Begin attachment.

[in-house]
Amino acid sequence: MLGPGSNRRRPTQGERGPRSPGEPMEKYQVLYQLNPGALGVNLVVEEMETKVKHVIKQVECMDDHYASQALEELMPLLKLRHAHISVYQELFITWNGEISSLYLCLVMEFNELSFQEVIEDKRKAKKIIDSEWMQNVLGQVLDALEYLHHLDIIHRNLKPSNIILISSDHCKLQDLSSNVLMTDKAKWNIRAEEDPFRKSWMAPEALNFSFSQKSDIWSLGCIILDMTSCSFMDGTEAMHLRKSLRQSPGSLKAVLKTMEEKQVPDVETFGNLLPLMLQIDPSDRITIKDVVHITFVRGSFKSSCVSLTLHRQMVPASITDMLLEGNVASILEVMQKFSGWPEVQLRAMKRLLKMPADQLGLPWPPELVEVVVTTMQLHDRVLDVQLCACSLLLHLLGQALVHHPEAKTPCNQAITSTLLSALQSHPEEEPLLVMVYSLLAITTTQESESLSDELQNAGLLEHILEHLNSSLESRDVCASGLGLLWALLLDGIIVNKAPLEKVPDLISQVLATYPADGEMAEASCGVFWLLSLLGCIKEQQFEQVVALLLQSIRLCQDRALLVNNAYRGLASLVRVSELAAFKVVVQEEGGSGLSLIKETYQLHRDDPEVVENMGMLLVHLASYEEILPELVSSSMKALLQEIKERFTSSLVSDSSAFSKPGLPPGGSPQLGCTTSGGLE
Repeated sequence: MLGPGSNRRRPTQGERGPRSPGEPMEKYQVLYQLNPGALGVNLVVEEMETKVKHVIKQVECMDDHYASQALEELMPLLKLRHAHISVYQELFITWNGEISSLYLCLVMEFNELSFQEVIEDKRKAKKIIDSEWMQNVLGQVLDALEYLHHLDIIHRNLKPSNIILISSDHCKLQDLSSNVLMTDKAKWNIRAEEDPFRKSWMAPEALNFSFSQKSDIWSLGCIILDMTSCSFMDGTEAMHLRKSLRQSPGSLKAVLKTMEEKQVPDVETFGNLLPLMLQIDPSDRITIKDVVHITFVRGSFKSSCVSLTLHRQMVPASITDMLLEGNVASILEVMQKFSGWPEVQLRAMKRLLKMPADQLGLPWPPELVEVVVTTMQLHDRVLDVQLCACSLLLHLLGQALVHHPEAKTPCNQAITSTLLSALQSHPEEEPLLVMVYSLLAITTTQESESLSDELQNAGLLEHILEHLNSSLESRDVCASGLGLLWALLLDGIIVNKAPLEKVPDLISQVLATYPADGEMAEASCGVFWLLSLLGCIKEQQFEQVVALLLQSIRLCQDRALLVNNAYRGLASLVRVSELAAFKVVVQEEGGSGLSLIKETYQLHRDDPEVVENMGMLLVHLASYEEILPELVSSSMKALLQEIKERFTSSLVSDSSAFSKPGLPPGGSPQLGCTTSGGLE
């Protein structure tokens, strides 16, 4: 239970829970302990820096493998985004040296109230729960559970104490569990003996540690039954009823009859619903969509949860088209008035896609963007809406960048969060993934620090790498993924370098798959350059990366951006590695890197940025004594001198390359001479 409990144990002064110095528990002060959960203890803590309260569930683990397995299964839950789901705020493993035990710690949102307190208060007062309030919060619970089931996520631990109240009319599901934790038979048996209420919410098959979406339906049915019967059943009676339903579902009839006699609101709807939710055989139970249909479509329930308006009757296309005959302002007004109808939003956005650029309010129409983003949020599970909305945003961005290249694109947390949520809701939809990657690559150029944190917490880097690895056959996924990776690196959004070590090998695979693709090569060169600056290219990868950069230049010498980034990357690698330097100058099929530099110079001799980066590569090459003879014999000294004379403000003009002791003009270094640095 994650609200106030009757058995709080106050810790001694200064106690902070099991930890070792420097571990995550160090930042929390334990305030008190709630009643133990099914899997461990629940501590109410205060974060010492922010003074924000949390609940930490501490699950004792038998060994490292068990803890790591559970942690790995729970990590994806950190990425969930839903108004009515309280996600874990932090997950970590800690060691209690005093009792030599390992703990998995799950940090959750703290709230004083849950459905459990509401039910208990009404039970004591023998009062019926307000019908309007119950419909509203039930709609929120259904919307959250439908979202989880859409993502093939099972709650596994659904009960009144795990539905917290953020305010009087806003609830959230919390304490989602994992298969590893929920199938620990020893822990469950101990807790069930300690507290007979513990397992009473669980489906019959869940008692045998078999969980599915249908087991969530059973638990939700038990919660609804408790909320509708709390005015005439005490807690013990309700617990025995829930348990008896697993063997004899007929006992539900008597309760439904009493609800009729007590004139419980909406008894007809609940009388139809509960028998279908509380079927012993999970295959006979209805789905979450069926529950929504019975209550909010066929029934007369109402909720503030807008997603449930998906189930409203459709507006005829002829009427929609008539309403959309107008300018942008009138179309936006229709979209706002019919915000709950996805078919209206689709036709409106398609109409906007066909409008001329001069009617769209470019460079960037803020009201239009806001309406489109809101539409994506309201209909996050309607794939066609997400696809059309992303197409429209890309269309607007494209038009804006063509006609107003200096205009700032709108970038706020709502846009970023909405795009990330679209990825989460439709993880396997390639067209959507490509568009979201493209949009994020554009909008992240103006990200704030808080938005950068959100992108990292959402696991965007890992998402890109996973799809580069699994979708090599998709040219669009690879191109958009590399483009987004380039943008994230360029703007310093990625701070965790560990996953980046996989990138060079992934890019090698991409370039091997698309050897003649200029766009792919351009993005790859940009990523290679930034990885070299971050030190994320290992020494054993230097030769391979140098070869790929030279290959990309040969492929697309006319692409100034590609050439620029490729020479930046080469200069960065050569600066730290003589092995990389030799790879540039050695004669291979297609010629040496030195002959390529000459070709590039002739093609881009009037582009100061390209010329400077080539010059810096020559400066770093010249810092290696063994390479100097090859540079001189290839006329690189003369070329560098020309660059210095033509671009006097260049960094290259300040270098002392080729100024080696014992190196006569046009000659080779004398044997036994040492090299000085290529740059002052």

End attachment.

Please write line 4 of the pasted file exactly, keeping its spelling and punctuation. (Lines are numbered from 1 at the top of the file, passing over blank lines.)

């Protein structure tokens, strides 16, 4: 239970829970302990820096493998985004040296109230729960559970104490569990003996540690039954009823009859619903969509949860088209008035896609963007809406960048969060993934620090790498993924370098798959350059990366951006590695890197940025004594001198390359001479 409990144990002064110095528990002060959960203890803590309260569930683990397995299964839950789901705020493993035990710690949102307190208060007062309030919060619970089931996520631990109240009319599901934790038979048996209420919410098959979406339906049915019967059943009676339903579902009839006699609101709807939710055989139970249909479509329930308006009757296309005959302002007004109808939003956005650029309010129409983003949020599970909305945003961005290249694109947390949520809701939809990657690559150029944190917490880097690895056959996924990776690196959004070590090998695979693709090569060169600056290219990868950069230049010498980034990357690698330097100058099929530099110079001799980066590569090459003879014999000294004379403000003009002791003009270094640095 994650609200106030009757058995709080106050810790001694200064106690902070099991930890070792420097571990995550160090930042929390334990305030008190709630009643133990099914899997461990629940501590109410205060974060010492922010003074924000949390609940930490501490699950004792038998060994490292068990803890790591559970942690790995729970990590994806950190990425969930839903108004009515309280996600874990932090997950970590800690060691209690005093009792030599390992703990998995799950940090959750703290709230004083849950459905459990509401039910208990009404039970004591023998009062019926307000019908309007119950419909509203039930709609929120259904919307959250439908979202989880859409993502093939099972709650596994659904009960009144795990539905917290953020305010009087806003609830959230919390304490989602994992298969590893929920199938620990020893822990469950101990807790069930300690507290007979513990397992009473669980489906019959869940008692045998078999969980599915249908087991969530059973638990939700038990919660609804408790909320509708709390005015005439005490807690013990309700617990025995829930348990008896697993063997004899007929006992539900008597309760439904009493609800009729007590004139419980909406008894007809609940009388139809509960028998279908509380079927012993999970295959006979209805789905979450069926529950929504019975209550909010066929029934007369109402909720503030807008997603449930998906189930409203459709507006005829002829009427929609008539309403959309107008300018942008009138179309936006229709979209706002019919915000709950996805078919209206689709036709409106398609109409906007066909409008001329001069009617769209470019460079960037803020009201239009806001309406489109809101539409994506309201209909996050309607794939066609997400696809059309992303197409429209890309269309607007494209038009804006063509006609107003200096205009700032709108970038706020709502846009970023909405795009990330679209990825989460439709993880396997390639067209959507490509568009979201493209949009994020554009909008992240103006990200704030808080938005950068959100992108990292959402696991965007890992998402890109996973799809580069699994979708090599998709040219669009690879191109958009590399483009987004380039943008994230360029703007310093990625701070965790560990996953980046996989990138060079992934890019090698991409370039091997698309050897003649200029766009792919351009993005790859940009990523290679930034990885070299971050030190994320290992020494054993230097030769391979140098070869790929030279290959990309040969492929697309006319692409100034590609050439620029490729020479930046080469200069960065050569600066730290003589092995990389030799790879540039050695004669291979297609010629040496030195002959390529000459070709590039002739093609881009009037582009100061390209010329400077080539010059810096020559400066770093010249810092290696063994390479100097090859540079001189290839006329690189003369070329560098020309660059210095033509671009006097260049960094290259300040270098002392080729100024080696014992190196006569046009000659080779004398044997036994040492090299000085290529740059002052």